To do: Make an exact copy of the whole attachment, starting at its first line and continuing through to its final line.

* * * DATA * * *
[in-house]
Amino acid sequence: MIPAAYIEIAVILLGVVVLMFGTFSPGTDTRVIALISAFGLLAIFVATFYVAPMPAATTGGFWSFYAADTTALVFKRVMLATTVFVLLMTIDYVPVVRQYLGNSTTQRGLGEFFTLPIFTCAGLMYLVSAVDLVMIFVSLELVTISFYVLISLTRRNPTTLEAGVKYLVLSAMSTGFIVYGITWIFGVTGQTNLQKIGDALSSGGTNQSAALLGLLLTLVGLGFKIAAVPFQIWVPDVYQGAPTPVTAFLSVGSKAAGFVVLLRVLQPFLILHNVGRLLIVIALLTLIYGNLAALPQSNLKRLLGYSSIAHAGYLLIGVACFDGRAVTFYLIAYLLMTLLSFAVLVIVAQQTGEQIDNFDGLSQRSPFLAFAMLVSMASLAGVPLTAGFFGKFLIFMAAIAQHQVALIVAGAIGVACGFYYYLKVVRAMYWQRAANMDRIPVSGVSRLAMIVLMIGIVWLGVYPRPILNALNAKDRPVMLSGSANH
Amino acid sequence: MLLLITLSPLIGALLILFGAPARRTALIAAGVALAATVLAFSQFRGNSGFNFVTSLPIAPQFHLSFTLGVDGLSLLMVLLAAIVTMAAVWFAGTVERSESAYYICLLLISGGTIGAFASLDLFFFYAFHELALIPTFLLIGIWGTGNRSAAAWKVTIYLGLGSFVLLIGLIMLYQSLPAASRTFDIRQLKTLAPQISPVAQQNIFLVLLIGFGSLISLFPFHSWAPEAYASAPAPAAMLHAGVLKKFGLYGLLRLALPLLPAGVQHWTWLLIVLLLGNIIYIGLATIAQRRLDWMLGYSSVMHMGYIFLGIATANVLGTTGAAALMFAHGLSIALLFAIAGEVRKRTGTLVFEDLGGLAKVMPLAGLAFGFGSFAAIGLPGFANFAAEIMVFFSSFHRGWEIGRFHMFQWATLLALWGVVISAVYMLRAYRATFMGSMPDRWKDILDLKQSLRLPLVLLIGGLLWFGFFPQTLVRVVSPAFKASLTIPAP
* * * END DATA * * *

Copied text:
[in-house]
Amino acid sequence: MIPAAYIEIAVILLGVVVLMFGTFSPGTDTRVIALISAFGLLAIFVATFYVAPMPAATTGGFWSFYAADTTALVFKRVMLATTVFVLLMTIDYVPVVRQYLGNSTTQRGLGEFFTLPIFTCAGLMYLVSAVDLVMIFVSLELVTISFYVLISLTRRNPTTLEAGVKYLVLSAMSTGFIVYGITWIFGVTGQTNLQKIGDALSSGGTNQSAALLGLLLTLVGLGFKIAAVPFQIWVPDVYQGAPTPVTAFLSVGSKAAGFVVLLRVLQPFLILHNVGRLLIVIALLTLIYGNLAALPQSNLKRLLGYSSIAHAGYLLIGVACFDGRAVTFYLIAYLLMTLLSFAVLVIVAQQTGEQIDNFDGLSQRSPFLAFAMLVSMASLAGVPLTAGFFGKFLIFMAAIAQHQVALIVAGAIGVACGFYYYLKVVRAMYWQRAANMDRIPVSGVSRLAMIVLMIGIVWLGVYPRPILNALNAKDRPVMLSGSANH
Amino acid sequence: MLLLITLSPLIGALLILFGAPARRTALIAAGVALAATVLAFSQFRGNSGFNFVTSLPIAPQFHLSFTLGVDGLSLLMVLLAAIVTMAAVWFAGTVERSESAYYICLLLISGGTIGAFASLDLFFFYAFHELALIPTFLLIGIWGTGNRSAAAWKVTIYLGLGSFVLLIGLIMLYQSLPAASRTFDIRQLKTLAPQISPVAQQNIFLVLLIGFGSLISLFPFHSWAPEAYASAPAPAAMLHAGVLKKFGLYGLLRLALPLLPAGVQHWTWLLIVLLLGNIIYIGLATIAQRRLDWMLGYSSVMHMGYIFLGIATANVLGTTGAAALMFAHGLSIALLFAIAGEVRKRTGTLVFEDLGGLAKVMPLAGLAFGFGSFAAIGLPGFANFAAEIMVFFSSFHRGWEIGRFHMFQWATLLALWGVVISAVYMLRAYRATFMGSMPDRWKDILDLKQSLRLPLVLLIGGLLWFGFFPQTLVRVVSPAFKASLTIPAP